We are proud to present our new BLE DEVKIT.N main Board for nRF51822 Development Kit. It is a must for every bluetooth low energy developer using nordic tools.
Some of the feature
- Easy access to all GPIO pins(P0.00-P0.30) by multiple types of connectors, suitable for any applications and extension boards
- Easy tracing via printf redirecting to serial communication port
- Different ways to power up the nRF51822 Development Kit, via USB, coin cell battery(CR2032) or external power supply(5V-30V)
- Full compatibility with Nordic SDK examples, so not need to reconfigure any pins for buttons or LEDs. Just works
- BLE DEVKIT.N provides a room for mini prototype breadboard giving additional flexibility to the developer
- DIP switches(SW1,SW2,SW3) allow an easy connect/disconnect of buttons, LEDs and USB-to-UART bridge to the GPIOs
BLE DEVKIT.N R1
More info at BLE DEVKIT.N
For embedded hardware tracing and debuting is a vital step to a stable product. Unfortunately it is not all the time a easy task. Luckily BLE DEV.N board has an option to trance and debug via serial port.
You need to:
- add #include “mk_trace.h”
- initialise the mk_trace service with: mk_trace_init(256,256);
- add trace messages like: mk_trace(“ADV START: %d\n\r”, m_advertising_mode); or mk_trace(“ERROR code: %d, line: %d file:%s….)
- run some terminal software like putty with com port number(using Device Manager) and speed: 921600
P.S. You can find the service code and sample at github .
We updated User Manual for the BLE DEV.N R2 Board with more detailed explanation about change which is needed because of the crystal we use on the board. When you try to run all Nordic Bluetooth Low Energy examples (ble_…) with our board, you need to change clock source to NRF_CLOCK_LFCLKSRC_SYNTH_250_PP in SOFTDEVICE_HANDLER_INIT macro like this SOFTDEVICE_HANDLER_INIT(NRF_CLOCK_LFCLKSRC_SYNTH_250_PPM...
It will make initialisation of the SoftDevice to pass successfully and your example with not hang anymore.
Just uploaded sample application, which can connect to the Bluetooth SensorTag (CC2541) and display ambient and IR temperature. In order to run it is good to have Apple machine with Bluetooth 4.0 (Bluetooth Low Energy support).
It supports connection to multiple Bluetooth SensorTags (CC2541)
but is not tested. Sorry I have just one!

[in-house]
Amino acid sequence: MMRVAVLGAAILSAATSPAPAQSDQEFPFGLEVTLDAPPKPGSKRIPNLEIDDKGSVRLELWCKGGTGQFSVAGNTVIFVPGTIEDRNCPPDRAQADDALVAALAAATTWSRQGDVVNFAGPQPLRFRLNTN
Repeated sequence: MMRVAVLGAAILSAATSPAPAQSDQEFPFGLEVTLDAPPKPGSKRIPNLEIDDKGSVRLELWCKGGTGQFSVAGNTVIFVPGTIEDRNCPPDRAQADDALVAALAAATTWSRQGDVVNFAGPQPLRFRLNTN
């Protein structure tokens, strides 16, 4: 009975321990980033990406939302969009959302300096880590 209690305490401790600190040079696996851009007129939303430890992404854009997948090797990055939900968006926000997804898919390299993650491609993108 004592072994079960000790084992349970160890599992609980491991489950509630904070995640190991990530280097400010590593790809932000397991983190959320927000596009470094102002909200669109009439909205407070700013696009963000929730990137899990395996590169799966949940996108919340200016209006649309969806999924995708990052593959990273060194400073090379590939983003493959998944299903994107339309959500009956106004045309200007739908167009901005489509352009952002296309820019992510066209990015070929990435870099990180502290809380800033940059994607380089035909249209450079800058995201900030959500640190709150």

Today we experimented to program BLE DEV.N R2 ST-LINK/V2 from STM32F3DISCOVERY and “hourra”(hurray)! It was possible to program it and debug it step by step directly from IDE.
BLE DEV.N with ST-LINK/V2
BLE DEV.N R2, ST-LINK/V2, Keil IDE
We expect that probably will be possible even to use the cheapest board from ST 32F0308DISCOVERY
and tomorrow we will test with it too.
So one more option to program and make fun!
Happy Christmas Everyone!
We just publish the user manual for the BLE DEV.N board, revealing lot about the product and it’s usage.
We also tested the board with Nexus 5, Android 4.4 and it works like a charm. Meanwhile Nordic Semiconductor releases richly-featured nRF Toolbox for Bluetooth smart development on Android with memory efficient DFU, so Android fans can start coding and experimenting with full speed.
Today we added blinky example to the SDK. It assumes that board is pre-programmed with SoftDevice and Bootloader. If you do not have such, you need to change memory areas as follows IROM1 start 0x0, size 0x40000, IRAM1 start 0x20000000, size 0x4000 for 256k chip.
Now, it is possible to upload custom code using on BLE DEV.N board USB-Serial connection. This will remove the need of owning a programmer (which are quite expensive). I think it will make happy all the hobbits who does not have bugged to buy, but have the passion to explore magic of the Bluetooth Low Energy (BLE) and do nice gadgets talking with their smart phones.
Here is the detailed document BLE DEV.N DFU v1.0
It starting to be really interesting seeing the first application using iBeacon. Will be competitor to NRF or?
Apple iBeacons in the Store
Taking stock of Apple’s iBeacon
Today I found a very interesting research paper about
Power Consumption Analysis of Bluetooth Low Energy, ZigBee and ANT Sensor Nodes in a Cyclic Sleep Scenario. Not a surprise, BLE is the winner.
“We found that BLE achieved the lowest power
consumption, followed by ZigBee and ANT. The
parameters that dominated power consumption were not
the active or sleep currents but rather the time required to
reconnect after a sleep cycle and to what extent the RF
module slept between individual RF packets.”